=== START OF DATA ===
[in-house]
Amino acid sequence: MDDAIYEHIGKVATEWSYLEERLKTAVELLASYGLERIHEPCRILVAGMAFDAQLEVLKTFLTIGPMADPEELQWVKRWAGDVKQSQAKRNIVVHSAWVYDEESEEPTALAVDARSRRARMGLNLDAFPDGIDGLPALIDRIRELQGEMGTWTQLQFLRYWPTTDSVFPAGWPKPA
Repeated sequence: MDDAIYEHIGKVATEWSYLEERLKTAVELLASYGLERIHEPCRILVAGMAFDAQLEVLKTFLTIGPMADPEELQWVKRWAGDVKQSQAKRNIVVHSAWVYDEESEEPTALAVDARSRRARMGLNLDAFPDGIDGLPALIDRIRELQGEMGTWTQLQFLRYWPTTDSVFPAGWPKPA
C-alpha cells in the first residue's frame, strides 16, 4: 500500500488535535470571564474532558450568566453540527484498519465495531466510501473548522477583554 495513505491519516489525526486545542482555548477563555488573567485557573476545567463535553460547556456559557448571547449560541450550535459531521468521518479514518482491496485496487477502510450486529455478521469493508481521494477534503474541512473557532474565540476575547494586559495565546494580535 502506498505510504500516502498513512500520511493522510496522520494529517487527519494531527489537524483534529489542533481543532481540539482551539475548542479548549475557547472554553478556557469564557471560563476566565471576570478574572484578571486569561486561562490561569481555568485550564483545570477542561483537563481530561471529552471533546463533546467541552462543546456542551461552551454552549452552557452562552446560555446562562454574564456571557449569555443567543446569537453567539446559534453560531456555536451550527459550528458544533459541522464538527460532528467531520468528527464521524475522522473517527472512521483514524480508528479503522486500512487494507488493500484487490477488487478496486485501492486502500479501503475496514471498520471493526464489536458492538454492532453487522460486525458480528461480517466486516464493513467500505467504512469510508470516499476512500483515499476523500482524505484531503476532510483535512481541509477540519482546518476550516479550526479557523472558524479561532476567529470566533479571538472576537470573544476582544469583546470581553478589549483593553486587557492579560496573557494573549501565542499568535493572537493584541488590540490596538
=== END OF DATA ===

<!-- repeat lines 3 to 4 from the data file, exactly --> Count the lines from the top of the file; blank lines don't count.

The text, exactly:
Repeated sequence: MDDAIYEHIGKVATEWSYLEERLKTAVELLASYGLERIHEPCRILVAGMAFDAQLEVLKTFLTIGPMADPEELQWVKRWAGDVKQSQAKRNIVVHSAWVYDEESEEPTALAVDARSRRARMGLNLDAFPDGIDGLPALIDRIRELQGEMGTWTQLQFLRYWPTTDSVFPAGWPKPA
C-alpha cells in the first residue's frame, strides 16, 4: 500500500488535535470571564474532558450568566453540527484498519465495531466510501473548522477583554 495513505491519516489525526486545542482555548477563555488573567485557573476545567463535553460547556456559557448571547449560541450550535459531521468521518479514518482491496485496487477502510450486529455478521469493508481521494477534503474541512473557532474565540476575547494586559495565546494580535 502506498505510504500516502498513512500520511493522510496522520494529517487527519494531527489537524483534529489542533481543532481540539482551539475548542479548549475557547472554553478556557469564557471560563476566565471576570478574572484578571486569561486561562490561569481555568485550564483545570477542561483537563481530561471529552471533546463533546467541552462543546456542551461552551454552549452552557452562552446560555446562562454574564456571557449569555443567543446569537453567539446559534453560531456555536451550527459550528458544533459541522464538527460532528467531520468528527464521524475522522473517527472512521483514524480508528479503522486500512487494507488493500484487490477488487478496486485501492486502500479501503475496514471498520471493526464489536458492538454492532453487522460486525458480528461480517466486516464493513467500505467504512469510508470516499476512500483515499476523500482524505484531503476532510483535512481541509477540519482546518476550516479550526479557523472558524479561532476567529470566533479571538472576537470573544476582544469583546470581553478589549483593553486587557492579560496573557494573549501565542499568535493572537493584541488590540490596538